You’re probably hearing more than you want to hear about the Zika Virus and it certainly is scary. The other mosquito-borne viruses, and tick borne viruses, affect only the person being bitten. It’s a lot scarier when the virus can affect an unborn child. Please note that, as of this writing, it cannot be said with absolute certainly that the Zika Virus is what’s causing microcephaly in some children born of affected mothers. The evidence appears nearly conclusive but nothing definitive and concrete has been published to do confirming the correlation.
Here’s what’s important here in Massachusetts…
- Without mosquitoes the virus will not spread. So in Massachusetts there is no reason for concern until mosquito season.
- The Aedes Aegypti (yellow fever mosquito) is container breeder and is not a good flyer so they are easier to control. Get rid of the water and treat. They don’t travel more than 300-400 from their breeding site.
- There have been other mosquito virus outbreaks in our region and they have always been contained, however not eliminated.
- My concern as a mosquito professional is I don’t know if other species of mosquitoes can carry this virus. We have 51 species of mosquitoes in our area. Some of which may not be present in South America so it may not be known if other species can transmit. It defies logic that the Aedes Aegypti is the only mosquito able to transmit this virus but nothing conclusive is known yet.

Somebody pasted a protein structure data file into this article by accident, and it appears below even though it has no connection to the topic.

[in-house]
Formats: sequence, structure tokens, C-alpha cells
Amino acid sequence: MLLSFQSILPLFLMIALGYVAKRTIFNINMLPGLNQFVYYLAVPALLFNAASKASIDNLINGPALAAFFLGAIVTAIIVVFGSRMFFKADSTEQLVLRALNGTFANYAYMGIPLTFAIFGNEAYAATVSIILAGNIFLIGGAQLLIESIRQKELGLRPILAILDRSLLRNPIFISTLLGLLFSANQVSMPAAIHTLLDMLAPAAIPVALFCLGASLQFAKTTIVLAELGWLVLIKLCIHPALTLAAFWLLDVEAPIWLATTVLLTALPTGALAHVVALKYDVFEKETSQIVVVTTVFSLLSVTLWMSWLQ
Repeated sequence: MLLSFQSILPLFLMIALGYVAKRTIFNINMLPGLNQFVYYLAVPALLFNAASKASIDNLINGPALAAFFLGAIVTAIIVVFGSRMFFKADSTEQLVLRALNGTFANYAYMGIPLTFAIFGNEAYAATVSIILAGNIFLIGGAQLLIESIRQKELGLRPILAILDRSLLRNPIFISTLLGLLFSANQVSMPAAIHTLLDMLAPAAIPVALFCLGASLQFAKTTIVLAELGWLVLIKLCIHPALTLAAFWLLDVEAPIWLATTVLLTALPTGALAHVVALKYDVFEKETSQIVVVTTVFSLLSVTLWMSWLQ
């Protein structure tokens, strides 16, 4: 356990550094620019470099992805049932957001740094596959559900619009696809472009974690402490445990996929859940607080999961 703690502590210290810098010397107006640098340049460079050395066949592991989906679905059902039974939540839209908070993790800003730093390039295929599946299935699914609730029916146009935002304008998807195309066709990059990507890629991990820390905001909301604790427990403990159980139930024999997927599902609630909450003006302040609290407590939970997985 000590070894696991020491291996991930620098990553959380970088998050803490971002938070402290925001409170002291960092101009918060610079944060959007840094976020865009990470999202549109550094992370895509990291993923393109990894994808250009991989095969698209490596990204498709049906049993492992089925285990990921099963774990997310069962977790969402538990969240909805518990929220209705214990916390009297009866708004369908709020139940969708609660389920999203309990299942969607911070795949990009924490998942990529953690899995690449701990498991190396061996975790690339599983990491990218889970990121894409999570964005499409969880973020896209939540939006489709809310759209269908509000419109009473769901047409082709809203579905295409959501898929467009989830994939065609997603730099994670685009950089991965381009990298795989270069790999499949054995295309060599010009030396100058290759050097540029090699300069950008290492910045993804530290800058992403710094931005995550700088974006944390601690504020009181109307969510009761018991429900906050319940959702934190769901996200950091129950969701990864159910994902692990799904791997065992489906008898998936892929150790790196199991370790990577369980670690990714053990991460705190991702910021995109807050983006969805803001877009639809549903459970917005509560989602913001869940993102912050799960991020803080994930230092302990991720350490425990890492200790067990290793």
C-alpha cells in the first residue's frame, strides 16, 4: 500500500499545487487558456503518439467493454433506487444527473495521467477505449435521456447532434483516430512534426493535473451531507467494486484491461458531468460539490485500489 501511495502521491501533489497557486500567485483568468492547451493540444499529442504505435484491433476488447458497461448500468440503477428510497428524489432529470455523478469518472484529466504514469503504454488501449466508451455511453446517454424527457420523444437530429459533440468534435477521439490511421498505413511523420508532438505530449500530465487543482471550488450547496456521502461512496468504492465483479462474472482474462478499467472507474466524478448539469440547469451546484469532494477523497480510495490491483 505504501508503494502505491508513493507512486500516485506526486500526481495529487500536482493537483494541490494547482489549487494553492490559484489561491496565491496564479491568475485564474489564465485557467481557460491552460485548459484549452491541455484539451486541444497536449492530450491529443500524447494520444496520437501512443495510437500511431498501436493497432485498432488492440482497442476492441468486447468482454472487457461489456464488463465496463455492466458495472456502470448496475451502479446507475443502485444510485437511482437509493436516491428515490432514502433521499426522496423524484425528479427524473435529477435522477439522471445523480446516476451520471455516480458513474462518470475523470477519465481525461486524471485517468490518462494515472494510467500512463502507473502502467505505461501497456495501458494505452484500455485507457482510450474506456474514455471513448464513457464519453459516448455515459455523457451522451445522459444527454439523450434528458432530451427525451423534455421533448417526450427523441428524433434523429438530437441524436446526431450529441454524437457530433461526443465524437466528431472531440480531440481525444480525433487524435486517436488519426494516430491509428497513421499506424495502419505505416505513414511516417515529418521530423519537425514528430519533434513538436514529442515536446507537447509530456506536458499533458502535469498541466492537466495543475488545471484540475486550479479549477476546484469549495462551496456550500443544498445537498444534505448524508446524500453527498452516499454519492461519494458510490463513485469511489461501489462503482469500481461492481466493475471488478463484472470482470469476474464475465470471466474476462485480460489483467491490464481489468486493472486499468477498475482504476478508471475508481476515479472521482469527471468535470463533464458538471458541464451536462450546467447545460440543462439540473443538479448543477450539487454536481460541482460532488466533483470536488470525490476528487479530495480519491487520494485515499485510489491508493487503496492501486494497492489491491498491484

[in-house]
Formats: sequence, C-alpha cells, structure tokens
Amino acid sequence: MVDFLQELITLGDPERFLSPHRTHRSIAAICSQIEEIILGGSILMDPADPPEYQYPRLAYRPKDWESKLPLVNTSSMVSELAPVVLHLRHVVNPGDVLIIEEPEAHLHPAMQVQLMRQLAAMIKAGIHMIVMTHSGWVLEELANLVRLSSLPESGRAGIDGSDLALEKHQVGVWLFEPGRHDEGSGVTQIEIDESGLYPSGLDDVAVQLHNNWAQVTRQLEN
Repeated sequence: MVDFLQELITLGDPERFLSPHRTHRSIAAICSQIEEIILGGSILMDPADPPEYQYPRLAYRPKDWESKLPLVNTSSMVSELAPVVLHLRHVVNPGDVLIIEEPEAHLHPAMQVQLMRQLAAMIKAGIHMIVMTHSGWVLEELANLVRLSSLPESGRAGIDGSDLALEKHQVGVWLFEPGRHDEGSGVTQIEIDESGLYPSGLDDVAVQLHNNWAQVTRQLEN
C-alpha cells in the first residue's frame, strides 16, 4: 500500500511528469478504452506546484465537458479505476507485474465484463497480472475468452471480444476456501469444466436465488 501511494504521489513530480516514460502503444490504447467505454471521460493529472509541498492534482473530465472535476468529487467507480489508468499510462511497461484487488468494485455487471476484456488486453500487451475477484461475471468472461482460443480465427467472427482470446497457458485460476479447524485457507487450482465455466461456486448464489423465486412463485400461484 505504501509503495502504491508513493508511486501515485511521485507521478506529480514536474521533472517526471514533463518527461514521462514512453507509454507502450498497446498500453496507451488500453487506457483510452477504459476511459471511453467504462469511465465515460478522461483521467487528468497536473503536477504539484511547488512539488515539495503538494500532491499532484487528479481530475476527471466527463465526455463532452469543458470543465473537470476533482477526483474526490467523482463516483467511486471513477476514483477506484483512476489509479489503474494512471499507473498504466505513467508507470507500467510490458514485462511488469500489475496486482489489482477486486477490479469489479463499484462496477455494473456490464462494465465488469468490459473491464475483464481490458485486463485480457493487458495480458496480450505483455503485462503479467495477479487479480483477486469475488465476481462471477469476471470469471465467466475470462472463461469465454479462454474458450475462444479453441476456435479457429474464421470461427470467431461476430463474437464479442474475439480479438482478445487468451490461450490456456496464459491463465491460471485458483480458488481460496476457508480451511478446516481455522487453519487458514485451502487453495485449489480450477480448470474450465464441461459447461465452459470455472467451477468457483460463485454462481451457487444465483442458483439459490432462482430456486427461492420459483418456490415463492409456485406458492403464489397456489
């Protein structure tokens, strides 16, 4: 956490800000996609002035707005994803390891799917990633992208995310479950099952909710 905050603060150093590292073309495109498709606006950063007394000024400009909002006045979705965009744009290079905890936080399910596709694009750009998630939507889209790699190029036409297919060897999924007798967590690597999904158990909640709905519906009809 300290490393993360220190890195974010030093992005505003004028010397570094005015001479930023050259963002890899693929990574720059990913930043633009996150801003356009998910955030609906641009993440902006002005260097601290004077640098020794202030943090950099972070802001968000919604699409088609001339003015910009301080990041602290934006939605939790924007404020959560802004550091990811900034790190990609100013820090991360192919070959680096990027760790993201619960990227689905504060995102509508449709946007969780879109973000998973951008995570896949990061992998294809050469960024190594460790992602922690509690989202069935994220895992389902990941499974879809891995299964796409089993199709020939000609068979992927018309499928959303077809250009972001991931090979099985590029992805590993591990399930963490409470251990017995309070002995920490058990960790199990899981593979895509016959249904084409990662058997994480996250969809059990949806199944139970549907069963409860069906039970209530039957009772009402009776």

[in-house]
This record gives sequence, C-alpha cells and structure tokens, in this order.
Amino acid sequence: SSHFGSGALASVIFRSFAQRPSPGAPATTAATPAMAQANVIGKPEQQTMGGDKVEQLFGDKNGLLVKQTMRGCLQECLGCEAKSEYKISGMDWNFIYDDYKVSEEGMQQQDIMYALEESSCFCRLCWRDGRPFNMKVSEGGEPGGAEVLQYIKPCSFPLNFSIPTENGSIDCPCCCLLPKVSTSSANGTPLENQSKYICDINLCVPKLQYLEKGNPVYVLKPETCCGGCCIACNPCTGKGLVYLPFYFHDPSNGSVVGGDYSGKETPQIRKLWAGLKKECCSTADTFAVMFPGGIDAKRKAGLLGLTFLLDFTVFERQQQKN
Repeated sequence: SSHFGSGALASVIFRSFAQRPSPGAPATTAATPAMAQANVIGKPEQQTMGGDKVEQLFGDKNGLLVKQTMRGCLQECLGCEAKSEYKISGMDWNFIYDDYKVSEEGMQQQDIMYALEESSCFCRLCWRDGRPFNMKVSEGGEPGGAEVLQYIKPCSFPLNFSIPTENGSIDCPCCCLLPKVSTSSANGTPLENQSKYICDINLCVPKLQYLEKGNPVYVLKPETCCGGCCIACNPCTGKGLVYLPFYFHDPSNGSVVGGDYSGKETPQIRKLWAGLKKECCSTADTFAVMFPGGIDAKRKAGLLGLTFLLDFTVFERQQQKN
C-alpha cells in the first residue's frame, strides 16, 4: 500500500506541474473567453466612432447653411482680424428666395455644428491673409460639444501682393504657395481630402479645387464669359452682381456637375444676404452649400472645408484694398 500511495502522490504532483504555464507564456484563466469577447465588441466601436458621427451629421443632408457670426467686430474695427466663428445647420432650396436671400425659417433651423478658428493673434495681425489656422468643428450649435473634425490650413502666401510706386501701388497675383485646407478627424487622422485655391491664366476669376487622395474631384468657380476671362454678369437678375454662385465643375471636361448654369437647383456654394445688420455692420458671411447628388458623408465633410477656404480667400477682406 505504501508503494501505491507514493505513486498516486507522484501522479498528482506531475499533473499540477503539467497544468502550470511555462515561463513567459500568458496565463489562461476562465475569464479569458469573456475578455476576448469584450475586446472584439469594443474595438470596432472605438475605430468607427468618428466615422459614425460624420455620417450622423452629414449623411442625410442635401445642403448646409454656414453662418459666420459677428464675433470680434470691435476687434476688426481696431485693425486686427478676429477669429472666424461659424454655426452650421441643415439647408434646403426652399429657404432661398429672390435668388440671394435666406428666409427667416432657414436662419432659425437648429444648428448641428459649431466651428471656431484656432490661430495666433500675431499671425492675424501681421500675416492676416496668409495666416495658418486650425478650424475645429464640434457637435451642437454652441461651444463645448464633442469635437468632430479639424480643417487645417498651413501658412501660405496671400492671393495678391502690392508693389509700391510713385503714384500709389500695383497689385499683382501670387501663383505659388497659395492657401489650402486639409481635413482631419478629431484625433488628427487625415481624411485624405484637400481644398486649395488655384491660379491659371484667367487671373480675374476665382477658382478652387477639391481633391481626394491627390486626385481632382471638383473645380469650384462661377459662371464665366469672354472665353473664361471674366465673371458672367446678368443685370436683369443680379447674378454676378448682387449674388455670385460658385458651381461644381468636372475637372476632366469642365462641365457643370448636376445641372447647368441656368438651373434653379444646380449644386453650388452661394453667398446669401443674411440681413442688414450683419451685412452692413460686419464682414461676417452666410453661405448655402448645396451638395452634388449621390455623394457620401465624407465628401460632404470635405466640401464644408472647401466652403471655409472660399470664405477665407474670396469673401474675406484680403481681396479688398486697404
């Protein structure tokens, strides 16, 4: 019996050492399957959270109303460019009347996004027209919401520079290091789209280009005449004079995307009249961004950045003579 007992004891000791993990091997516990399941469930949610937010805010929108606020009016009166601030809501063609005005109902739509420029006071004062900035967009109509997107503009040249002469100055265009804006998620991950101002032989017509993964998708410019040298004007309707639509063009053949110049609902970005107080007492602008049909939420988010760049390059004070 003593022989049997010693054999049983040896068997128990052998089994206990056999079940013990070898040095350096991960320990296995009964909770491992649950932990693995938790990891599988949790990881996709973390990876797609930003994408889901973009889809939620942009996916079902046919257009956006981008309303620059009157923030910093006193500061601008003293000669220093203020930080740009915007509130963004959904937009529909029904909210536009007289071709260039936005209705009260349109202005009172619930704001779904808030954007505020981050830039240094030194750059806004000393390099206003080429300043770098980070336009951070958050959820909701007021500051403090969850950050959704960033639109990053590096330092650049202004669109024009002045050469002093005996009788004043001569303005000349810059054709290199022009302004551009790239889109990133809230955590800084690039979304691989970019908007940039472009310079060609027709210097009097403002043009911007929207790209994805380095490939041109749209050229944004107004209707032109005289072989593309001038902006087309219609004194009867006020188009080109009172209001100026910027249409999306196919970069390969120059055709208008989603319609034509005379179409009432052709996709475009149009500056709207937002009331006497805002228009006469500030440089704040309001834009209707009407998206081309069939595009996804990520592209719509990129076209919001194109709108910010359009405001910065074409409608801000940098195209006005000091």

- Unfortunately we are in a wait-and-see situation here in MA but we can apply some logic and reduce some concern. Brazil is a mosquito paradise, wet and hot most of the year. Mosquitoes will survive and breed year round and the Aedes Aegypti is very common in Brazil. So in Brazil there is a perfect storm for the spread of Zika. Zika has been around for a long time but it is only recent that the connection with Microcephaly has been made. While we should be concerned and take precautions, we will never be like Brazil.
- If you are planning a trip to South America and are pregnant or planning on getting pregnant, please do your Internet research at the CDC website Zika page and the World Health Organization (WHO) Zika website page.
Like all mosquito-borne diseases, the only prevention is to reduce or eliminate contact with mosquitoes that could be virus and disease carriers. Our barrier spray protection service reduces upwards of 90% of the mosquitoes in the area we protect. Call now to get signed up for mosquito protection for this spring: (877) 387-7823.